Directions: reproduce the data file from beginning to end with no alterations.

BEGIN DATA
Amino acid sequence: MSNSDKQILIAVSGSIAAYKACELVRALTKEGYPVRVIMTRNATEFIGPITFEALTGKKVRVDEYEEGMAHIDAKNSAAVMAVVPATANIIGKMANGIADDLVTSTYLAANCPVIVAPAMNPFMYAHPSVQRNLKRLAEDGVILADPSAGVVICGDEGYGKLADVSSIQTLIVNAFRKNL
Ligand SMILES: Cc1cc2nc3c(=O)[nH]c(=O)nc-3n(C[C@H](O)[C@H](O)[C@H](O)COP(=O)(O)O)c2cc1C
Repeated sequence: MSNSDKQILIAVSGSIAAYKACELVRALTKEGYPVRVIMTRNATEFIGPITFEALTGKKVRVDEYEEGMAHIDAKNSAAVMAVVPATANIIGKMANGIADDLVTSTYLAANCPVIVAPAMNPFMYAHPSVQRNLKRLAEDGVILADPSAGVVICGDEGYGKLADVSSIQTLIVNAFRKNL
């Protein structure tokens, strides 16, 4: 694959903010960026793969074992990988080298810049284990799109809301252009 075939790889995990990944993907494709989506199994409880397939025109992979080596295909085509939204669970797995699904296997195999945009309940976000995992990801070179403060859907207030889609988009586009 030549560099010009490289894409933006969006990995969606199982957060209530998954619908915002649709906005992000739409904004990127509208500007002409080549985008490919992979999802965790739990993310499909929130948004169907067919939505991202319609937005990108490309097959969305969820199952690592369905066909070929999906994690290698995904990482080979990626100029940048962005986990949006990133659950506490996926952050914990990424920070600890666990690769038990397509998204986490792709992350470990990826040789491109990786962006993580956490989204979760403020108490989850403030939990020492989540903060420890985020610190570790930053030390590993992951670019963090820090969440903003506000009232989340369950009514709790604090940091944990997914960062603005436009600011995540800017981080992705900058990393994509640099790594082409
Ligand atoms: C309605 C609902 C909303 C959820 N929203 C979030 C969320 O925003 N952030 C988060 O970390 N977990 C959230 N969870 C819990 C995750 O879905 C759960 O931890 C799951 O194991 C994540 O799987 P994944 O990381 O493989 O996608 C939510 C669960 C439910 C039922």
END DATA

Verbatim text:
Amino acid sequence: MSNSDKQILIAVSGSIAAYKACELVRALTKEGYPVRVIMTRNATEFIGPITFEALTGKKVRVDEYEEGMAHIDAKNSAAVMAVVPATANIIGKMANGIADDLVTSTYLAANCPVIVAPAMNPFMYAHPSVQRNLKRLAEDGVILADPSAGVVICGDEGYGKLADVSSIQTLIVNAFRKNL
Ligand SMILES: Cc1cc2nc3c(=O)[nH]c(=O)nc-3n(C[C@H](O)[C@H](O)[C@H](O)COP(=O)(O)O)c2cc1C
Repeated sequence: MSNSDKQILIAVSGSIAAYKACELVRALTKEGYPVRVIMTRNATEFIGPITFEALTGKKVRVDEYEEGMAHIDAKNSAAVMAVVPATANIIGKMANGIADDLVTSTYLAANCPVIVAPAMNPFMYAHPSVQRNLKRLAEDGVILADPSAGVVICGDEGYGKLADVSSIQTLIVNAFRKNL
């Protein structure tokens, strides 16, 4: 694959903010960026793969074992990988080298810049284990799109809301252009 075939790889995990990944993907494709989506199994409880397939025109992979080596295909085509939204669970797995699904296997195999945009309940976000995992990801070179403060859907207030889609988009586009 030549560099010009490289894409933006969006990995969606199982957060209530998954619908915002649709906005992000739409904004990127509208500007002409080549985008490919992979999802965790739990993310499909929130948004169907067919939505991202319609937005990108490309097959969305969820199952690592369905066909070929999906994690290698995904990482080979990626100029940048962005986990949006990133659950506490996926952050914990990424920070600890666990690769038990397509998204986490792709992350470990990826040789491109990786962006993580956490989204979760403020108490989850403030939990020492989540903060420890985020610190570790930053030390590993992951670019963090820090969440903003506000009232989340369950009514709790604090940091944990997914960062603005436009600011995540800017981080992705900058990393994509640099790594082409
Ligand atoms: C309605 C609902 C909303 C959820 N929203 C979030 C969320 O925003 N952030 C988060 O970390 N977990 C959230 N969870 C819990 C995750 O879905 C759960 O931890 C799951 O194991 C994540 O799987 P994944 O990381 O493989 O996608 C939510 C669960 C439910 C039922």